Tag Archives: April Stevens

Odds & Ends – ‘A Woman’s Story’

Time for another installment of the ‘Odds & Ends’ feature I introduced some months ago with a blog post about the Crystals version of ‘I Wonder’. 

You may remember that this feature was meant as a means for writing a bit more in depth about some of the obscure Spector productions out there. You know, those that always get lost in the shuffle among ‘Be my Baby’, ‘You’ve Lost that Lovin’ Feeling’ and ‘River Deep, Mountain High’ in the general write-ups about Phil Spector’s achievements.

Today, I’d like to dwell on one of the three sides Spector recorded with his old session singer from the 60s, Cherilyn Sarkisian, – or Cher, as the record-buying public came to know her.

In the early 60s Cher sang background vocals on numerous classic Spector cuts. As ‘Bonnie Jo Mason’ she even debuted on one of Spector’s sub-labels with the Pete Anders & Vinni Poncia-produced Beatles-knock-off ‘Ringo, I Love You’. All this was down to her relationship with Spector flunky Sonny Bono – the pair was soon to re-invent themselves as Sonny & Cher and find tremendous success with a very close adaptation of the formula that had worked so well for Spector in Gold Star studios.

Darlene Love, Phil Spector and Cher at a 60s Gold Star studios session.
Darlene Love, Phil Spector and Cher at a 60s Gold Star studios session.
Come the mid-70s, Cher was shortly reunited with Spector as a result of a new label, Warner-Spector, that the Tycoon of Teen set up with Warner Bros. Records in 1974. Cher was a Warner artist at the time and so it was decided that her distinctive voice and Spector’s trademark Wall of Sound would make a winning combination. But if the head honchos at Warner Bros. Records had fantasized about energetic, booming drums and throbbing rhythms jumping out of speakers, they were sorely disappointed!

Instead, the three tracks Cher and Spector recorded were super-slow and heart-wrenching odes to love that some have described as more of a dirge of sound than the well-known Wall of Sound. The tempo on ‘Baby, I Love You’ is almost non-existent, a duet with Harry Nilsson on ‘A Love Like Yours (Don’t Come Knocking Every Day)’ was only a tad faster and brighter and with a Nilsson vocal sounding like a punched-in afterthought. And then there was ‘A Woman’s Story’ – the only new song and a co-write between Spector and his longtime friends, siblings April Stevens and Nino Tempo.

chernilsson

Let me emphasize that I’m a big fan of Spector’s 70s productions – I find something interesting in all of them and to these ears the very best of the bunch are just as good as his iconic 60s hits.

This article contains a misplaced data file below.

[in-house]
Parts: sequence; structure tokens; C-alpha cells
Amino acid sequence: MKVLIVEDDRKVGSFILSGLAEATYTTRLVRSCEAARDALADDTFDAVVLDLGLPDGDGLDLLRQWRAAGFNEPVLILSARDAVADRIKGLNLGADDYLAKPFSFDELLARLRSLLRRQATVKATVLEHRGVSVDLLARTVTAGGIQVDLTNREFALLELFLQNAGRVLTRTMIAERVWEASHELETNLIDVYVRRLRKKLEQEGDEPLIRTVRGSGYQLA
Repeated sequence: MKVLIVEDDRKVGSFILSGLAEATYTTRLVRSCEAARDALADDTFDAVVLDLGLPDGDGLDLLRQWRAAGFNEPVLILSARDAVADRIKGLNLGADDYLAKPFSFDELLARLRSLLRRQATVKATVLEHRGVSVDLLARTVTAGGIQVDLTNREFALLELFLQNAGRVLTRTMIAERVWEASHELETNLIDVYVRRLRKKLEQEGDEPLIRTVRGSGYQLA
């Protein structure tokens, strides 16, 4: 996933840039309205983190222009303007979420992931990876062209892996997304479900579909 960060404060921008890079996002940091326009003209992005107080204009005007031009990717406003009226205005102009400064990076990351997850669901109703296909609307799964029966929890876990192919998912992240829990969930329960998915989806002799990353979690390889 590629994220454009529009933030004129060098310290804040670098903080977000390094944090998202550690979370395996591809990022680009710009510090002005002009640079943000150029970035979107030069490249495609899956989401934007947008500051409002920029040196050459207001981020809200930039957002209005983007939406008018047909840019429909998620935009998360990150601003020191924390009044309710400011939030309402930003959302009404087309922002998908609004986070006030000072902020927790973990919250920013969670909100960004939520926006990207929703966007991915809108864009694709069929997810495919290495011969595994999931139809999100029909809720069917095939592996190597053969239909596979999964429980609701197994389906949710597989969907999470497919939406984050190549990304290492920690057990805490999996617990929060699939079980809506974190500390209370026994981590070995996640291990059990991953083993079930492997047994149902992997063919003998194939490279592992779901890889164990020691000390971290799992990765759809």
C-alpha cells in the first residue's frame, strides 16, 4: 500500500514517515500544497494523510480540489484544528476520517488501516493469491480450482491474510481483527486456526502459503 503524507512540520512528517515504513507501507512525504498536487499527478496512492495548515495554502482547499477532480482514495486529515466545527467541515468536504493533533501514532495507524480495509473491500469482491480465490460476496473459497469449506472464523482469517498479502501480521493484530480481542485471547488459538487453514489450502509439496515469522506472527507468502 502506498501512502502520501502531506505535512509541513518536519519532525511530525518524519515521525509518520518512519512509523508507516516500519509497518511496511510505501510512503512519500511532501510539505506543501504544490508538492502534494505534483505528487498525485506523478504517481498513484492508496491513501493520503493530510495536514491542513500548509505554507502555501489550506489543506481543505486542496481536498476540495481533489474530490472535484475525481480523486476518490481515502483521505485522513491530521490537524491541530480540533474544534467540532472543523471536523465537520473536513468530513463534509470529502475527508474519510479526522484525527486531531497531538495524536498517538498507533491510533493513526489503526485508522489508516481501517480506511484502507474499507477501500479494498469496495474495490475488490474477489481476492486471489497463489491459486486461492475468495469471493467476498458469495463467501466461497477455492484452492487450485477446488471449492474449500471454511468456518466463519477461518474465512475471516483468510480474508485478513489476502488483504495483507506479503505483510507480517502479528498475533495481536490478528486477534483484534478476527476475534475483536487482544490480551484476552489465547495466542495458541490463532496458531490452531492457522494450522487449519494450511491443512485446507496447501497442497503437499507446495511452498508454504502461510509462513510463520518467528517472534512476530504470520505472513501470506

‘A Woman’s Story’ is one of those stellar 70s productions as far as I’m concerned. Dark, brooding and enveloped in an otherworldly chorus, the song almost comes across as a requiem if not for the chorus where Cher declares that she’s finally found light at the end of the tunnel; love.

cher ws

Rather unusually, the lyrics dramatically tell the story of an down-on-her-luck former prostitute who’s ‘seen every room with a bed inside it.’ The production is extremely powerful, almost strangely mesmerizing in all its slow grandeur no doubt due to the dramatic contrast between Cher’s low register vocals and the eerie ghost-like backing vocals. The backing track is almost overpowered by the mass of vocals floating in and out but if you listen past those there are lots of interesting things going on in the background. The three Cher productions definitely heralded a new sound that Spector would work to perfection on Dion’s soon-to-follow ‘Born to Be with You’ LP.

Dion-Born-to-Be-With-You

Alas, the interesting pairing of Cher and Spector went nowhere. Despite a respectable promotional push, ‘A Woman’s Story’ backed with ‘Baby, I Love You’ failed to chart. In their book ‘Collecting Phil Spector’ John Fitzpatrick and James Fogerty write about how a quarrel between Spector and record executive David Geffen, Cher’s then-boyfriend, may have played a part in the single’s failure. But honestly, as great as ‘A Woman’s Story’ is, it is so unusual and ‘un-hit-like’ that it’s lack of chart success comes as no surprise. The single was even re-released in 1976 but still to no avail.

Ad for the new Warner-Spector single with 'A Woman's Story' on the A-side.
Ad for the new Warner-Spector single with ‘A Woman’s Story’ on the A-side.
So let’s dust off this fantastic production and enjoy this rare, extended mix of ‘A Woman’s Story’ found on a US promo single:

As a postscript, what Cher and Spector couldn’t do in the 70s, UK singer Marc Almond of Soft Cell-fame did in 1986. That year he released a cover version that, lyrics untouched, finally made the charts. It reached #41 on the UK Top 100. Here’s Almond’s version:

The Wall that Never Was

The other day I was listening to the radio in the kitchen when a song came on that I hadn’t heard before. After a short while I stopped whatever I was doing and began to listen more closely as there was something about the structure and feel of the song that just screamed ‘get ready for bombast!’

As the song went on and on I waited for a Wall of Sound to wash over me. But it never came. Instead, the simple, piano-based song just sort of petered out. I was perplexed. What? All this build-up I sensed. For nothing? That had to be the ultimate ‘coitus interruptus’ of Spector sound.

The song was ‘You Ruin Me’ by Aussie girl pop duo the Veronicas. Even their name is tailor-made for the full-on blast of Spector sound that they foolishly didn’t go for.